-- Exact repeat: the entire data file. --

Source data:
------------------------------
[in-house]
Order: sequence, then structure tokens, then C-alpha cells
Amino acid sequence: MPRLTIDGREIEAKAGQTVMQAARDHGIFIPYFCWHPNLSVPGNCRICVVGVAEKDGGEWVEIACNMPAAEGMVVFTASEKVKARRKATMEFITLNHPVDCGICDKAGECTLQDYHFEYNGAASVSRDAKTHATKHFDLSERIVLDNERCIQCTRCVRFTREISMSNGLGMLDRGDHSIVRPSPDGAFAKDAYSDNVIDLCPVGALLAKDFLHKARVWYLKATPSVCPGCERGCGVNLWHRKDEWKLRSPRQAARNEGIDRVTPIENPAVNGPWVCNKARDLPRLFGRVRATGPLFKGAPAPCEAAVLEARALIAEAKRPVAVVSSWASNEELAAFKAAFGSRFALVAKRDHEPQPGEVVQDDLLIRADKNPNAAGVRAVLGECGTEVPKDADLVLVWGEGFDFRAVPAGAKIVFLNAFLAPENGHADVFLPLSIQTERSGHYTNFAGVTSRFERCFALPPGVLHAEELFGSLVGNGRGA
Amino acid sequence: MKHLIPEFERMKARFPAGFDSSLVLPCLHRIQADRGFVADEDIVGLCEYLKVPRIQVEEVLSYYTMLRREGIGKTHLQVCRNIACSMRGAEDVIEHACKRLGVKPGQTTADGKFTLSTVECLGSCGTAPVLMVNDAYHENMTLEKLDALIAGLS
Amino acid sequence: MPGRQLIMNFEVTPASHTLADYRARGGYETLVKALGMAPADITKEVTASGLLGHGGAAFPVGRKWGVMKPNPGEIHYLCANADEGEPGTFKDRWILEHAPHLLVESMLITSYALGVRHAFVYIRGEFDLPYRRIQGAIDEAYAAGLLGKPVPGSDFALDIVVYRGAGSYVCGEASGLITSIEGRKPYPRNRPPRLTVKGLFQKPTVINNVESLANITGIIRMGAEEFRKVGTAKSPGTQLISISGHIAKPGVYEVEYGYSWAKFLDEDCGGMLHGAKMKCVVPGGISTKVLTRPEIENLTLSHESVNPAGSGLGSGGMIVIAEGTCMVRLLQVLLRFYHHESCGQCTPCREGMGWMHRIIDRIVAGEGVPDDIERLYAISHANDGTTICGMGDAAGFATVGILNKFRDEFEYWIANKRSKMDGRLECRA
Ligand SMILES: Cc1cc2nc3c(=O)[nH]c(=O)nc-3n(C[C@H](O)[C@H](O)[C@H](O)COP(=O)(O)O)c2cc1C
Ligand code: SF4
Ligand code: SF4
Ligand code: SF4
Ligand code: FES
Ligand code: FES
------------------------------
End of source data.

[in-house]
Order: sequence, then structure tokens, then C-alpha cells
Amino acid sequence: MPRLTIDGREIEAKAGQTVMQAARDHGIFIPYFCWHPNLSVPGNCRICVVGVAEKDGGEWVEIACNMPAAEGMVVFTASEKVKARRKATMEFITLNHPVDCGICDKAGECTLQDYHFEYNGAASVSRDAKTHATKHFDLSERIVLDNERCIQCTRCVRFTREISMSNGLGMLDRGDHSIVRPSPDGAFAKDAYSDNVIDLCPVGALLAKDFLHKARVWYLKATPSVCPGCERGCGVNLWHRKDEWKLRSPRQAARNEGIDRVTPIENPAVNGPWVCNKARDLPRLFGRVRATGPLFKGAPAPCEAAVLEARALIAEAKRPVAVVSSWASNEELAAFKAAFGSRFALVAKRDHEPQPGEVVQDDLLIRADKNPNAAGVRAVLGECGTEVPKDADLVLVWGEGFDFRAVPAGAKIVFLNAFLAPENGHADVFLPLSIQTERSGHYTNFAGVTSRFERCFALPPGVLHAEELFGSLVGNGRGA
Amino acid sequence: MKHLIPEFERMKARFPAGFDSSLVLPCLHRIQADRGFVADEDIVGLCEYLKVPRIQVEEVLSYYTMLRREGIGKTHLQVCRNIACSMRGAEDVIEHACKRLGVKPGQTTADGKFTLSTVECLGSCGTAPVLMVNDAYHENMTLEKLDALIAGLS
Amino acid sequence: MPGRQLIMNFEVTPASHTLADYRARGGYETLVKALGMAPADITKEVTASGLLGHGGAAFPVGRKWGVMKPNPGEIHYLCANADEGEPGTFKDRWILEHAPHLLVESMLITSYALGVRHAFVYIRGEFDLPYRRIQGAIDEAYAAGLLGKPVPGSDFALDIVVYRGAGSYVCGEASGLITSIEGRKPYPRNRPPRLTVKGLFQKPTVINNVESLANITGIIRMGAEEFRKVGTAKSPGTQLISISGHIAKPGVYEVEYGYSWAKFLDEDCGGMLHGAKMKCVVPGGISTKVLTRPEIENLTLSHESVNPAGSGLGSGGMIVIAEGTCMVRLLQVLLRFYHHESCGQCTPCREGMGWMHRIIDRIVAGEGVPDDIERLYAISHANDGTTICGMGDAAGFATVGILNKFRDEFEYWIANKRSKMDGRLECRA
Ligand SMILES: Cc1cc2nc3c(=O)[nH]c(=O)nc-3n(C[C@H](O)[C@H](O)[C@H](O)COP(=O)(O)O)c2cc1C
Ligand code: SF4
Ligand code: SF4
Ligand code: SF4
Ligand code: FES
Ligand code: FES